At first sight, these new orders are puzzling. Crude tanker rates so far this year have suffered a disastrous spell and, although slightly firmer in recent days, are still at heavy loss-making levels. OPEC output limits have been extended, US shale production is up again, cutting tonne-mile demand, and a tense geopolitical backdrop adds to owners’ uncertainties.
Yet despite these negatives, crude tanker contracting has picked up pace so far this year. New York-based Poten & Partners, London’s E.A. Gibson and Bimco’s chief analyst Peter Sand are amongst those warning that a flurry of contracting now will only extend the misery of loss-making rates for longer.
To be fair, the 730-odd VLCC fleet has shed a significant number of vessels this year, with the 8.2m dwt of tankers scrapped in the first quarter notching up the highest volume in any quarter since 1982. VLCC recycling sales have been a key feature of the market, with a mid-May tally thought to be around 24 units sold for recycling.
But there are now 108 VLCCs on the orderbook, equivalent to about 15% of the current fleet in capacity terms, and more than 40 of them are due for delivery hits year. VLCC orders in hand at shipyards are now up by 20% on the same time last year.
Amongst the other larger sizes, there are also 49 Suezmax tankers (8.5% of the existing fleet) and 125 Aframax units (13.1%) on order, according to figures from Clarkson.
Brokers report that a significant volume of contracting recently has been based on replacement demand. But what they are increasingly concerned about is the arrival of speculators lured by cheap shipyard prices and the chance of a quick turn. “This is not what we want just now,” Poten said in a recent note.
Apart from attractive prices available from hungry shipbuilders, what else is attracting this speculative interest when earnings are so poor and the outlook so uncertain. Could it possibly be the likely impact of new regulations on the economics of operating older vessels?
Most pressing is, of course, the International Maritime Organization’s (IMO) 0.5% sulphur cap which will hit the industry in little more than 18 months’ time. The three main compliance strategies are well-documented – switch to new low-sulphur blends or distillates, continue burning heavy fuel oil and buy a scrubber (if it’s practical to do so), or switch fuels to LNG or methanol, for example, again if it’s practical.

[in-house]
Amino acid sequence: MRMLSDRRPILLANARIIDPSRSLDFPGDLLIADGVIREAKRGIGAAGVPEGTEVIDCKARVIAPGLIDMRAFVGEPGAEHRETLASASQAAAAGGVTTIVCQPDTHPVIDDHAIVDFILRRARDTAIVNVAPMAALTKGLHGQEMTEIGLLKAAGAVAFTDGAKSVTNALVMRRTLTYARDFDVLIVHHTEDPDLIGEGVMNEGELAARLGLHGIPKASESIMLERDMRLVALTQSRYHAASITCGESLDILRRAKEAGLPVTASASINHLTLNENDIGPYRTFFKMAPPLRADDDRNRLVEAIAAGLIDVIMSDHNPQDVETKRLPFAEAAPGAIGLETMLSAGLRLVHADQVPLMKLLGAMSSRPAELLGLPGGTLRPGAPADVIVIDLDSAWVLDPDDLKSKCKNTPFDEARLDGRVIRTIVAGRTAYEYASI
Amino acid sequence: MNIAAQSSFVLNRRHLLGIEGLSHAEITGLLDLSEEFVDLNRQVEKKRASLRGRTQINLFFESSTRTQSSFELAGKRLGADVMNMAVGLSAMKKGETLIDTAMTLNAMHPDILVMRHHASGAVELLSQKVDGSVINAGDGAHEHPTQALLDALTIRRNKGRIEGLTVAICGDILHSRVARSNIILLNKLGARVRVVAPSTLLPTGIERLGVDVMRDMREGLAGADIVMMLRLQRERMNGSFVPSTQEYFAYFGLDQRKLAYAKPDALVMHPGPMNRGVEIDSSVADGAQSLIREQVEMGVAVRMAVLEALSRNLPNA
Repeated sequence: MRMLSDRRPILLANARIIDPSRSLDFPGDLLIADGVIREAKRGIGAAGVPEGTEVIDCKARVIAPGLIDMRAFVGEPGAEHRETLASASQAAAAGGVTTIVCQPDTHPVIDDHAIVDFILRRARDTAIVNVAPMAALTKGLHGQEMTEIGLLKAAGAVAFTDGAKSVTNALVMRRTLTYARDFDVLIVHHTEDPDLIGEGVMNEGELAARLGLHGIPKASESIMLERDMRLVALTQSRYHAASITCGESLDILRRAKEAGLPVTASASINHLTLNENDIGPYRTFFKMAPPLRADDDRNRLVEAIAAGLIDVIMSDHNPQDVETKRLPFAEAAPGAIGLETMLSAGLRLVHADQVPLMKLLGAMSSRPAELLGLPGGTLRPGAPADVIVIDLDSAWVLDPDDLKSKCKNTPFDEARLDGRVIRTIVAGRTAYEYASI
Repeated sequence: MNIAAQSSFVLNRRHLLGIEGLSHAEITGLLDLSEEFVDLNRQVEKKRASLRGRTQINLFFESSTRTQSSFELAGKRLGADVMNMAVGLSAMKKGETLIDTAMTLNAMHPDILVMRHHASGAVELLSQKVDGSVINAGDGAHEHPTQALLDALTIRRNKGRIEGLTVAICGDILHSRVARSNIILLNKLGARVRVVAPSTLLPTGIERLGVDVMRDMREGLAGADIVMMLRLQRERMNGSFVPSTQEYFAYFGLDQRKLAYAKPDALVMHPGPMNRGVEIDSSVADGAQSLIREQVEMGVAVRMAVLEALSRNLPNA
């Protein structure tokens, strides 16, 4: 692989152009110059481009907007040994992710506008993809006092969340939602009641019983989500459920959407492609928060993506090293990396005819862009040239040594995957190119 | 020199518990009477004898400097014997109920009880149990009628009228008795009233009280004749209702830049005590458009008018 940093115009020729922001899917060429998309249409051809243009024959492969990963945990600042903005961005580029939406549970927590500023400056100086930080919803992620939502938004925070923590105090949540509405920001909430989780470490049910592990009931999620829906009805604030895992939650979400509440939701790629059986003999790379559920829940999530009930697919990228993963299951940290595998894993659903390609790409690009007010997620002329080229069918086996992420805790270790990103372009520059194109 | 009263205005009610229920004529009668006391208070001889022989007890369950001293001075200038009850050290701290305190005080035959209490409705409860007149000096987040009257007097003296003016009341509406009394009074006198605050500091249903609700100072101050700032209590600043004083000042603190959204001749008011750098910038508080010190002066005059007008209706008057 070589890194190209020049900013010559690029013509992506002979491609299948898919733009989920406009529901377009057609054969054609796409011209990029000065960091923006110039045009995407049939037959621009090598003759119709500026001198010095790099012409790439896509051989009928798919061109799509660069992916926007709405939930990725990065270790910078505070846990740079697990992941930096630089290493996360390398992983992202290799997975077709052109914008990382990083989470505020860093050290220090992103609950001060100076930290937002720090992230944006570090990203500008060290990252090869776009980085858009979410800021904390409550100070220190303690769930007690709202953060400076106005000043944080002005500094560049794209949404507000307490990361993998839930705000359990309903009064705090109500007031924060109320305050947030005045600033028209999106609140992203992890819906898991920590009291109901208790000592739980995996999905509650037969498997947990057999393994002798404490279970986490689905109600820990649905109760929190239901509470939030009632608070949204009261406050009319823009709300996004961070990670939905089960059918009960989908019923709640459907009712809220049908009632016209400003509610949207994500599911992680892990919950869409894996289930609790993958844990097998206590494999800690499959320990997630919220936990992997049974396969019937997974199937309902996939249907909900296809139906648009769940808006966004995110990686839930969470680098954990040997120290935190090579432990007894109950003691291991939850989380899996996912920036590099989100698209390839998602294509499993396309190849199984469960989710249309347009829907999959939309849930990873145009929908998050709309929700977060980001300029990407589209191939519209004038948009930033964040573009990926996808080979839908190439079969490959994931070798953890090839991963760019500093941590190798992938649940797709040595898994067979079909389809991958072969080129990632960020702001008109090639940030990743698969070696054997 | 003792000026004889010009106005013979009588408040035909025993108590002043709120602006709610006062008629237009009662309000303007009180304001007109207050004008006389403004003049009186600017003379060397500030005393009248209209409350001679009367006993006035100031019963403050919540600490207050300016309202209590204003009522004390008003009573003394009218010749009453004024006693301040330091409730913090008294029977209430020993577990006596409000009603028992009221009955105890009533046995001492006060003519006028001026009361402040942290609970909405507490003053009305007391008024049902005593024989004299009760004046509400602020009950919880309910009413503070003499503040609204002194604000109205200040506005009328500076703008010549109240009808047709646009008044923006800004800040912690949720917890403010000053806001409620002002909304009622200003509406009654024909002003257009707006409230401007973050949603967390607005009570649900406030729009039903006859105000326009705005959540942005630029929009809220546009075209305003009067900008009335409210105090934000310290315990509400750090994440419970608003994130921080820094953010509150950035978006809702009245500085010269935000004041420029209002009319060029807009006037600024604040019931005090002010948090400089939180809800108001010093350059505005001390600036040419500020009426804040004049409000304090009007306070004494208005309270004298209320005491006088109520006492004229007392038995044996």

Earlier this week, the International Chamber of Shipping (ICS) warned of likely “chaos and confusion” unless uncertainties surrounding the entry into force of the sulphur cap could be clarified. Fuel availability, it said, could become a major issue.
“It is still far from certain that sufficient quantities of compliant fuels will be available in every port worldwide by 1 January 2020,” said ICS Chairman, Esben Poulsson. “And in the absence of global standards for many of the new blended fuels that oil refiners have promised, there are some potentially serious safety issues due to the use of incompatible bunkers.”
Apart from these safety issues, there are also concerns the cost of bunkers which many believe will spike sharply. Low sulphur heavy fuel oil will command a lumpy premium, bunker suppliers suggest, because extra refining will be needed. Traditional heavy fuel oil is also likely to increase in price – there will be less available because of more refining and blending, and bunker suppliers will have a captive market amongst those ship operators who have invested in scrubbers.
Then there’s ballast water to deal with, admittedly not in such a tight timeframe but nevertheless involving a likely investment of $2-3m for a large vessel.
Will the required investment and the extra cost of regulatory compliance prove attractive on old tankers approaching fourth surveys? After all, there is no payback on a ballast water treatment system; it is merely a license to trade.
There are over 300 crude tankers in the Aframax, Suezmax and VLCC categories which are more than 15 years old. About half of them are VLCCs. If the economics don’t stack up, many of these vessels are likely demolition candidates. Perhaps that is why the speculators have arrived.
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